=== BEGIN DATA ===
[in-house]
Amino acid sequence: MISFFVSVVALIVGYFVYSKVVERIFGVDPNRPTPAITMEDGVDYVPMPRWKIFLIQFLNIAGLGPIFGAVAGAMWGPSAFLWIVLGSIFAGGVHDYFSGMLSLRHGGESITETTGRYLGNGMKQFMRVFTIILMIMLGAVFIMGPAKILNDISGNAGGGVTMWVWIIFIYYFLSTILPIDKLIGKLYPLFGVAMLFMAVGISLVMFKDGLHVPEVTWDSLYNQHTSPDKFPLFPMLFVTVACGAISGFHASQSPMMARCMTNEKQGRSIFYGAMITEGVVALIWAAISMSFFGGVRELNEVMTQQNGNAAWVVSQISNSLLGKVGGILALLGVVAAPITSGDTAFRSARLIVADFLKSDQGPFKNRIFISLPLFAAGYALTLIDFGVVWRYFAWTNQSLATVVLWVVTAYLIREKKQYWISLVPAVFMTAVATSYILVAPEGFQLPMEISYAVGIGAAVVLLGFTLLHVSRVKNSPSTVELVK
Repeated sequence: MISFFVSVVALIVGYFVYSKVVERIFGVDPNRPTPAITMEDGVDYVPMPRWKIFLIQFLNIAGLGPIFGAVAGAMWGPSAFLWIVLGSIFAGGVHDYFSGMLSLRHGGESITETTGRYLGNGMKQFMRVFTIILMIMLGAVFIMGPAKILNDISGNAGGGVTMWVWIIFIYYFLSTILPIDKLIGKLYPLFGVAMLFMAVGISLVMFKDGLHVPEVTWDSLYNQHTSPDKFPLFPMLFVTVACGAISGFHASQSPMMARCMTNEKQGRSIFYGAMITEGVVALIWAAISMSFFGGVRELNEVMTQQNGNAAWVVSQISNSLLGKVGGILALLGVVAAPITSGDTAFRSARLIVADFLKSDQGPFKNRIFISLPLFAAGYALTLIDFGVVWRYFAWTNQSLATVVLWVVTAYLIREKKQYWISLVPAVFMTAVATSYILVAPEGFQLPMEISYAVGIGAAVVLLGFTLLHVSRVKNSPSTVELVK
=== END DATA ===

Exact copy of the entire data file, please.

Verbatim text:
[in-house]
Amino acid sequence: MISFFVSVVALIVGYFVYSKVVERIFGVDPNRPTPAITMEDGVDYVPMPRWKIFLIQFLNIAGLGPIFGAVAGAMWGPSAFLWIVLGSIFAGGVHDYFSGMLSLRHGGESITETTGRYLGNGMKQFMRVFTIILMIMLGAVFIMGPAKILNDISGNAGGGVTMWVWIIFIYYFLSTILPIDKLIGKLYPLFGVAMLFMAVGISLVMFKDGLHVPEVTWDSLYNQHTSPDKFPLFPMLFVTVACGAISGFHASQSPMMARCMTNEKQGRSIFYGAMITEGVVALIWAAISMSFFGGVRELNEVMTQQNGNAAWVVSQISNSLLGKVGGILALLGVVAAPITSGDTAFRSARLIVADFLKSDQGPFKNRIFISLPLFAAGYALTLIDFGVVWRYFAWTNQSLATVVLWVVTAYLIREKKQYWISLVPAVFMTAVATSYILVAPEGFQLPMEISYAVGIGAAVVLLGFTLLHVSRVKNSPSTVELVK
Repeated sequence: MISFFVSVVALIVGYFVYSKVVERIFGVDPNRPTPAITMEDGVDYVPMPRWKIFLIQFLNIAGLGPIFGAVAGAMWGPSAFLWIVLGSIFAGGVHDYFSGMLSLRHGGESITETTGRYLGNGMKQFMRVFTIILMIMLGAVFIMGPAKILNDISGNAGGGVTMWVWIIFIYYFLSTILPIDKLIGKLYPLFGVAMLFMAVGISLVMFKDGLHVPEVTWDSLYNQHTSPDKFPLFPMLFVTVACGAISGFHASQSPMMARCMTNEKQGRSIFYGAMITEGVVALIWAAISMSFFGGVRELNEVMTQQNGNAAWVVSQISNSLLGKVGGILALLGVVAAPITSGDTAFRSARLIVADFLKSDQGPFKNRIFISLPLFAAGYALTLIDFGVVWRYFAWTNQSLATVVLWVVTAYLIREKKQYWISLVPAVFMTAVATSYILVAPEGFQLPMEISYAVGIGAAVVLLGFTLLHVSRVKNSPSTVELVK